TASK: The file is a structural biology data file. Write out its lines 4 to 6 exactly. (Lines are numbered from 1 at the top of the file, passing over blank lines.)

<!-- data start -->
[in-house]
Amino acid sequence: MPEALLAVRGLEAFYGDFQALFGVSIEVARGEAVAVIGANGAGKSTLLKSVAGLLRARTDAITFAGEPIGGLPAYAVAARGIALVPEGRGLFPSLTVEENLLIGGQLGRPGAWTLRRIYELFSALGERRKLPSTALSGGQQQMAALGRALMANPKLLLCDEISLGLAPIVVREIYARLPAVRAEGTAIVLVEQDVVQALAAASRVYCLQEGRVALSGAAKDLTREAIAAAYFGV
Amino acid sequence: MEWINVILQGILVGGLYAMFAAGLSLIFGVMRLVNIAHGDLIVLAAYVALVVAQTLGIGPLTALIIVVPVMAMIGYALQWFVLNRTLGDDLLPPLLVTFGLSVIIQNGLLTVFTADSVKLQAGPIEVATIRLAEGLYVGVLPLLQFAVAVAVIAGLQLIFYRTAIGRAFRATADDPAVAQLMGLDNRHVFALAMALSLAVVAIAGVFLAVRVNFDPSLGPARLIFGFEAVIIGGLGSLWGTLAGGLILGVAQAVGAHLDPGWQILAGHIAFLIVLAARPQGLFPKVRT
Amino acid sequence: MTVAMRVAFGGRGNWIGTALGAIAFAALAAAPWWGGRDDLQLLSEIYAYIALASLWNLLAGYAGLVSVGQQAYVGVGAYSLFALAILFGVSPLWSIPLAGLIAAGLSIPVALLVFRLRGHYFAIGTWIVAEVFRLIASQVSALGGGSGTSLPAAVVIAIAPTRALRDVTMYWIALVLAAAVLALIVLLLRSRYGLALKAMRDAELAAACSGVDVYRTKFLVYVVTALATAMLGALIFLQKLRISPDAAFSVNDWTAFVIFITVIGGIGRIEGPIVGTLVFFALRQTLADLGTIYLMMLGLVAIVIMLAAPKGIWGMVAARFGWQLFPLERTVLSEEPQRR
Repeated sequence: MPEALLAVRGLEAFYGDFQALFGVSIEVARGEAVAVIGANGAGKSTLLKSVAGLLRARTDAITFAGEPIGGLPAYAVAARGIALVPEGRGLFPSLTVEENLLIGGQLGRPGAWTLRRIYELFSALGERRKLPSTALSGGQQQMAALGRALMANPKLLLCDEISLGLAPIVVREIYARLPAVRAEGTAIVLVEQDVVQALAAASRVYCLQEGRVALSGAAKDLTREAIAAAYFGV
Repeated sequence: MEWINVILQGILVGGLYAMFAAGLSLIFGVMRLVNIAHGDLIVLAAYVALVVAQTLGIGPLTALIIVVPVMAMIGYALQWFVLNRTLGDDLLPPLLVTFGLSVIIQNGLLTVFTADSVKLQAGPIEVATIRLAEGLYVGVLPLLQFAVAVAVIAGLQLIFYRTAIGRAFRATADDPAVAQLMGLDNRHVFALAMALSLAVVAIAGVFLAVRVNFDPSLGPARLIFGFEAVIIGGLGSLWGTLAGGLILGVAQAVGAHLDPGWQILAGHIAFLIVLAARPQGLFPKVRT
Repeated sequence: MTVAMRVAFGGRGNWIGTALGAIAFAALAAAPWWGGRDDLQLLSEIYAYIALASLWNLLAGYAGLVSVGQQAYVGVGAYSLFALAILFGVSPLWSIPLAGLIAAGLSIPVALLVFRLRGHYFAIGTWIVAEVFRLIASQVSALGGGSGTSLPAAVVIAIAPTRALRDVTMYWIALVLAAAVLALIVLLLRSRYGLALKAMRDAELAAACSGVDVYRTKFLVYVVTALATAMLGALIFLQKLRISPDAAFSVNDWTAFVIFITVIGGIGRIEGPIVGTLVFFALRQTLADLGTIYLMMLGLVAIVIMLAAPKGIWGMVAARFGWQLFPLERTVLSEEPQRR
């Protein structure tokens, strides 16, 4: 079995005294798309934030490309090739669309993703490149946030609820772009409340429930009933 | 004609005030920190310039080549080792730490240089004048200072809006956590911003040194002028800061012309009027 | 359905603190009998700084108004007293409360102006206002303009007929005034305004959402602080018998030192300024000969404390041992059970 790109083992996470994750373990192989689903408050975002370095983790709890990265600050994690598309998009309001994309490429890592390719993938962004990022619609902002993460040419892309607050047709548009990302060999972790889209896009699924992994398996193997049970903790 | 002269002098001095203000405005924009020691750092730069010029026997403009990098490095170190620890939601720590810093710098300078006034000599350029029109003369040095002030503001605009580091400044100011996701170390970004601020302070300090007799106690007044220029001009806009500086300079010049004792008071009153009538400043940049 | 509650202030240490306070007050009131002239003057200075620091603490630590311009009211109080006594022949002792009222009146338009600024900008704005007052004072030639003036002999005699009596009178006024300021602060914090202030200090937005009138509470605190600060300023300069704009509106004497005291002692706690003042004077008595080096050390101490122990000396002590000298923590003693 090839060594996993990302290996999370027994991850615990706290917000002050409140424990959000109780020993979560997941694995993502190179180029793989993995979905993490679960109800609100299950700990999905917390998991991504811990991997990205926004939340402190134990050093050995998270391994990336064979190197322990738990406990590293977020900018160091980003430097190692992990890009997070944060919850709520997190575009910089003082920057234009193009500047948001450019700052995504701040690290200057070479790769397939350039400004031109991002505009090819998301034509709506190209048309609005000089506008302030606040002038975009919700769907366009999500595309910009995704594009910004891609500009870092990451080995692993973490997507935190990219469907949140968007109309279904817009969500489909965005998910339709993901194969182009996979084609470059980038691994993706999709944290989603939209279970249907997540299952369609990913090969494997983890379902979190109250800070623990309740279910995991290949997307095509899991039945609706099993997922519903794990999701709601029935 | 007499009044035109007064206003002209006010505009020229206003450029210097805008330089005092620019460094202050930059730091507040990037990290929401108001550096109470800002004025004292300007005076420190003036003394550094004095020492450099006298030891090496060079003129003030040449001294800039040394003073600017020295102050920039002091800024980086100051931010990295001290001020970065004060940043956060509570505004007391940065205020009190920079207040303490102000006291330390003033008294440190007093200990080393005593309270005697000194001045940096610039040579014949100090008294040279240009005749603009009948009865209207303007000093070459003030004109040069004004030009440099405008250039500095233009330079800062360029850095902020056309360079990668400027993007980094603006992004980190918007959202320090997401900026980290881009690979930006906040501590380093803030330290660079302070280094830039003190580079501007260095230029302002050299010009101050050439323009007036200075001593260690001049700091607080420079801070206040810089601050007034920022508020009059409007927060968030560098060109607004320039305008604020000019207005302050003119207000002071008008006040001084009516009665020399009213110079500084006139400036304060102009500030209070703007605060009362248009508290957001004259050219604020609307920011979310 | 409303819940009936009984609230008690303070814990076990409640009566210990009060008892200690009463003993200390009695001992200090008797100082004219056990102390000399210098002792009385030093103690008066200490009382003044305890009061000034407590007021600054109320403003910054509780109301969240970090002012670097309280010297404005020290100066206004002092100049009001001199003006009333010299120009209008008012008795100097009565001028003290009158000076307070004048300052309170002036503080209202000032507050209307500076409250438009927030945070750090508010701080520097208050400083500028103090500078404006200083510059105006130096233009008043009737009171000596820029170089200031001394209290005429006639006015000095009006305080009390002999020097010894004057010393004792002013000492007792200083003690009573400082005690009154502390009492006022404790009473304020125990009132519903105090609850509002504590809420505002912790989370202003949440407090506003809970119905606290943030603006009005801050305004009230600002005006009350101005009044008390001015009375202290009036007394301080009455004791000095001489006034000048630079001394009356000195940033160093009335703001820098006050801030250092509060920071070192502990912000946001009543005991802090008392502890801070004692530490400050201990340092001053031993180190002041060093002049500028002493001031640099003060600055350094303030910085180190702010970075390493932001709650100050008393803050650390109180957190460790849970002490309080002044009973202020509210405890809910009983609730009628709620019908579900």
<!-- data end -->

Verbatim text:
Amino acid sequence: MTVAMRVAFGGRGNWIGTALGAIAFAALAAAPWWGGRDDLQLLSEIYAYIALASLWNLLAGYAGLVSVGQQAYVGVGAYSLFALAILFGVSPLWSIPLAGLIAAGLSIPVALLVFRLRGHYFAIGTWIVAEVFRLIASQVSALGGGSGTSLPAAVVIAIAPTRALRDVTMYWIALVLAAAVLALIVLLLRSRYGLALKAMRDAELAAACSGVDVYRTKFLVYVVTALATAMLGALIFLQKLRISPDAAFSVNDWTAFVIFITVIGGIGRIEGPIVGTLVFFALRQTLADLGTIYLMMLGLVAIVIMLAAPKGIWGMVAARFGWQLFPLERTVLSEEPQRR
Repeated sequence: MPEALLAVRGLEAFYGDFQALFGVSIEVARGEAVAVIGANGAGKSTLLKSVAGLLRARTDAITFAGEPIGGLPAYAVAARGIALVPEGRGLFPSLTVEENLLIGGQLGRPGAWTLRRIYELFSALGERRKLPSTALSGGQQQMAALGRALMANPKLLLCDEISLGLAPIVVREIYARLPAVRAEGTAIVLVEQDVVQALAAASRVYCLQEGRVALSGAAKDLTREAIAAAYFGV
Repeated sequence: MEWINVILQGILVGGLYAMFAAGLSLIFGVMRLVNIAHGDLIVLAAYVALVVAQTLGIGPLTALIIVVPVMAMIGYALQWFVLNRTLGDDLLPPLLVTFGLSVIIQNGLLTVFTADSVKLQAGPIEVATIRLAEGLYVGVLPLLQFAVAVAVIAGLQLIFYRTAIGRAFRATADDPAVAQLMGLDNRHVFALAMALSLAVVAIAGVFLAVRVNFDPSLGPARLIFGFEAVIIGGLGSLWGTLAGGLILGVAQAVGAHLDPGWQILAGHIAFLIVLAARPQGLFPKVRT